There was a point this winter when young Braves pitching star Tommy Hanson had had enough and talked about leaving Atlanta.
No, wait. We didn't mean to alarm Braves fans. Let's rephrase.
There was a point during Atlanta's unusually wet October-November when Hanson thought about maybe going home to California for a while.
"I was joking that if it rains one more day, I'm out of here," the big right-hander said, recalling a conversation with his Buckhead apartment roommates, pitcher Kris Medlen -- a fellow Southern California native -- and minor-league pitcher Ryne Reynoso.
"I couldn't take it," Hanson said. "Then after it stopped raining, it got cold."
But if the weather wasn't perfect during his first offseason in Atlanta, most everything else was for Hanson, 23. Coming off a splendid rookie year, he's rested and excited about the upcoming season.
Hanson and plenty of other Braves pitchers will take part in a two-week pitching camp that starts Monday at Turner Field, before Braves pitchers and catchers report to spring training Feb. 19. Other position players are due to report Feb. 22.
"I'm definitely looking forward to some baseball," said Hanson, who was third for National League Rookie of the Year after going 11-4 with a 2.89 ERA in 21 starts.
"I've had enough time away from it. I'm ready to go. My arm's never felt better. And I feel really good about the team. I think everything that was done [this offseason] is going to help the team out."
Braves starters led the majors with a 3.52 ERA and had the second-most innings (986) behind St. Louis (1,003-2/3).
However, they traded Javier Vazquez to the New York Yankees. He led the Braves with a 15-10 record, 238 strikeouts and career-best 2.87 ERA and finished fourth in the Cy Young Award voting.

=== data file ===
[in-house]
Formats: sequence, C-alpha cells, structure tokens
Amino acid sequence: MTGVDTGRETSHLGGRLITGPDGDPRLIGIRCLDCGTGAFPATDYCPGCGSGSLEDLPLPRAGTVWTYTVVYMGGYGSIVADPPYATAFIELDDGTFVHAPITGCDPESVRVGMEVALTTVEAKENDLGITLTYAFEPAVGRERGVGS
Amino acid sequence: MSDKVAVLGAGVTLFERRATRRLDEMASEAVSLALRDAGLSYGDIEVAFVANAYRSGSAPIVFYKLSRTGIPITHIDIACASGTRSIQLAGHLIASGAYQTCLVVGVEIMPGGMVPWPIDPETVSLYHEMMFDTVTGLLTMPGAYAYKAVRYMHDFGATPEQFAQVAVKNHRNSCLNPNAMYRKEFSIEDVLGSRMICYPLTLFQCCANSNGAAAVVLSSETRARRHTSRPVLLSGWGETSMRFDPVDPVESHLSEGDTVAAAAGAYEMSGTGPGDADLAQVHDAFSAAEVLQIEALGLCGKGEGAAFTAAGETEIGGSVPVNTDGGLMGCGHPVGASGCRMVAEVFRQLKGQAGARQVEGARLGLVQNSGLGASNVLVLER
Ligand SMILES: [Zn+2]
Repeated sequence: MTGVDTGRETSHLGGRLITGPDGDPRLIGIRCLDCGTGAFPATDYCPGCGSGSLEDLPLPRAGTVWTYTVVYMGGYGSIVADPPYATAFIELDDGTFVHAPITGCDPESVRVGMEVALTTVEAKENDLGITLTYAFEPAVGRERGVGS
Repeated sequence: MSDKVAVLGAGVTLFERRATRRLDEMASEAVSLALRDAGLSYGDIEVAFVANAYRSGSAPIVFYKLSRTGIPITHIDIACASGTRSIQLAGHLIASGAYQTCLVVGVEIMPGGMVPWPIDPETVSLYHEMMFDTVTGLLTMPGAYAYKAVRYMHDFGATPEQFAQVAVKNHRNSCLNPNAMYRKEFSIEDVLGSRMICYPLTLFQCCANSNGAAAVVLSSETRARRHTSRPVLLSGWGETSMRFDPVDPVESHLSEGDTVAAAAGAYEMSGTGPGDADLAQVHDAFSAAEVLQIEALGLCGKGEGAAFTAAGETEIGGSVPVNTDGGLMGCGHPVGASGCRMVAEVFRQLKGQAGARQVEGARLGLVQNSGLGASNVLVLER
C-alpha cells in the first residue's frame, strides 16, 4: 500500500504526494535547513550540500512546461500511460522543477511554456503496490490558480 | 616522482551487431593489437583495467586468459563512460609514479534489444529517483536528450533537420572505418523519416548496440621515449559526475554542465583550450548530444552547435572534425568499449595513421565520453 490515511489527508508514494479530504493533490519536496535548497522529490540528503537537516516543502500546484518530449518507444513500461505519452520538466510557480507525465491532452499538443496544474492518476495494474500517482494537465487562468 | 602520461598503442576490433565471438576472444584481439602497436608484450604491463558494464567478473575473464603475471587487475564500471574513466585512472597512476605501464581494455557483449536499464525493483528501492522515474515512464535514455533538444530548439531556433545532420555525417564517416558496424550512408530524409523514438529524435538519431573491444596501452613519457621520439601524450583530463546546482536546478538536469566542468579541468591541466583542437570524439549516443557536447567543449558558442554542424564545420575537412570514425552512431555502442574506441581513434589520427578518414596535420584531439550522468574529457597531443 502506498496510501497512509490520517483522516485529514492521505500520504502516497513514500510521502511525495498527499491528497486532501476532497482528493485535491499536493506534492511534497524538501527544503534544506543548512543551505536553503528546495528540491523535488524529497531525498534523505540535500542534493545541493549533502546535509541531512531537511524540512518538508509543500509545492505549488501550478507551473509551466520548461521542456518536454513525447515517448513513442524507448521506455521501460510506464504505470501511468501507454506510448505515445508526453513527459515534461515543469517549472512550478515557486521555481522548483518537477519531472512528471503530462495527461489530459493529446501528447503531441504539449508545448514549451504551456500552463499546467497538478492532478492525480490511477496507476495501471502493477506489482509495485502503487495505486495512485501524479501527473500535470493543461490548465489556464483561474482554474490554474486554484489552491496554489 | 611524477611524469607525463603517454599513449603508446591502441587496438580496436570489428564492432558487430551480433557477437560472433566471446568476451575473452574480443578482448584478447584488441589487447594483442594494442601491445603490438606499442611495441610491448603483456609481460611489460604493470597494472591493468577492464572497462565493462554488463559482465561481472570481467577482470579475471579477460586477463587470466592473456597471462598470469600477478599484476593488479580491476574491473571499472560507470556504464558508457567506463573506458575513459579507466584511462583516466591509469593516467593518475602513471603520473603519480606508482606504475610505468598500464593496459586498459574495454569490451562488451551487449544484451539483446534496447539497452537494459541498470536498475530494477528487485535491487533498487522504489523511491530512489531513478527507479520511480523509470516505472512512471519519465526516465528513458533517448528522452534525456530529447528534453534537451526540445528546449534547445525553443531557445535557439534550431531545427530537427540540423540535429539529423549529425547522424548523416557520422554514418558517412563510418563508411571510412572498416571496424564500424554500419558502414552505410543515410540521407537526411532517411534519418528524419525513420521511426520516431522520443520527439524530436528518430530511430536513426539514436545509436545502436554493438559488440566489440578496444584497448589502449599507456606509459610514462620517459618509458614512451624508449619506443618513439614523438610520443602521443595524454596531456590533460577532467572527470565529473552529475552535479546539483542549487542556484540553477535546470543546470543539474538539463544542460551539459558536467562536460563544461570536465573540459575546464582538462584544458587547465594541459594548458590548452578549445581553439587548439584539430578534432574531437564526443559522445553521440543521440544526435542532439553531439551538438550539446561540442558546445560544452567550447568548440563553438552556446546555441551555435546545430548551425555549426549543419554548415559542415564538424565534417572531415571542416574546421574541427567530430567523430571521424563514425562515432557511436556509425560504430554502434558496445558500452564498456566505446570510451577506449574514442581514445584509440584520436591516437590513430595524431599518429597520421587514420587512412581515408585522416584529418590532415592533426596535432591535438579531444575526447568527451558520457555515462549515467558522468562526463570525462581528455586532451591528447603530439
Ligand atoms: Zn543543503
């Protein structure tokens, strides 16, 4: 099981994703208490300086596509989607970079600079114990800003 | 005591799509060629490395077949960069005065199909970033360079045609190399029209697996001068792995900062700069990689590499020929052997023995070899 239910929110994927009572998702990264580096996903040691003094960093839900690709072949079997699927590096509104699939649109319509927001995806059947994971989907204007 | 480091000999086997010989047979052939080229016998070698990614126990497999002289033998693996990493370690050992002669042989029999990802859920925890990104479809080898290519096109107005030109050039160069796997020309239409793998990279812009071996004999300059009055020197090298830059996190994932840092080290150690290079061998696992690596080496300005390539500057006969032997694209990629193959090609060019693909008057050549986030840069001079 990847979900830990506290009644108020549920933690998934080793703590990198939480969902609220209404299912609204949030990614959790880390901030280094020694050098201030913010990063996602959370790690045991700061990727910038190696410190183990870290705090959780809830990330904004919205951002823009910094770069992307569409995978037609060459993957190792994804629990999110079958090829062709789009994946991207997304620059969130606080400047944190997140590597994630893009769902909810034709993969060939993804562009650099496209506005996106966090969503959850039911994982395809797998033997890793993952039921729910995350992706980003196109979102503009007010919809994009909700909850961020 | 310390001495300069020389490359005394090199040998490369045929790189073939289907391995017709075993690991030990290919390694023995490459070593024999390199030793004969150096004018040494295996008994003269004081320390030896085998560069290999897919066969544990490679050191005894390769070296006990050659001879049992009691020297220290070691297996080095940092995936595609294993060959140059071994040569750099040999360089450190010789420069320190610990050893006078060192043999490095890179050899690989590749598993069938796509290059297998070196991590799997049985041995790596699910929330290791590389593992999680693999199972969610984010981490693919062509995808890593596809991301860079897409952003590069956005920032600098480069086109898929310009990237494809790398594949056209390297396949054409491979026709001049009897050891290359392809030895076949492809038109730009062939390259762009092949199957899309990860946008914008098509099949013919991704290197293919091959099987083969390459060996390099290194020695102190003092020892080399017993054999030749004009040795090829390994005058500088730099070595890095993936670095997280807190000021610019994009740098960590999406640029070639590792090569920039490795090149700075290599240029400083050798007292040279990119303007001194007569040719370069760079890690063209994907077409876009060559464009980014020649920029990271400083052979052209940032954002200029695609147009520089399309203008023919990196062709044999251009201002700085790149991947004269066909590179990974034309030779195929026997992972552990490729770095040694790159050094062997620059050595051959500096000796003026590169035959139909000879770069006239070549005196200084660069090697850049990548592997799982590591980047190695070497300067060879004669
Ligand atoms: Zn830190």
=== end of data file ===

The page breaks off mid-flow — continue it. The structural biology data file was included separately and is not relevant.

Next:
Vazquez was a year from free agency, and the Braves had a surplus of starters after signing Tim Hudson to a three-year extension following his late-season return from elbow surgery. They tried first to trade Derek Lowe, but $45 million left on his deal thwarted the attempts.
"It's tough losing Javy," Hanson said. "He helped a lot of us out. I know him and J.J. [Jair Jurrjens] were real close. But with everybody we've got back we're going to be more than fine with our rotation.
"And we're going to be tough in the bullpen, too."
The Braves lost closer Mike Gonzalez to free agency and traded closer Rafael Soriano after he accepted arbitration. They signed veteran closer Billy Wagner and setup man Takashi Saito (who'll be 40 in February) and traded for hard-throwing but still-developing relievers Mike Dunn, a lefty, and Jesse Chavez.
They join incumbent relievers Peter Moylan, Medlen, Manny Acosta and lefty Eric O'Flaherty. Waiting in the wings is veteran signee Scott Proctor, a setup man expected back from elbow surgery in May or June.
The Braves rotation includes Hudson, Jurrjens, Lowe, Hanson and veteran Kenshin Kawakami, in his second season since coming from Japan.
Can they again field one of baseball's best rotations?
"I think so, definitely," Hanson said. "Getting Huddy back, in his second year being healthy -- good things will come from that. And having everyone else back, it should be fun to watch. Hopefully like last year, where every time someone takes the mound it's a good start."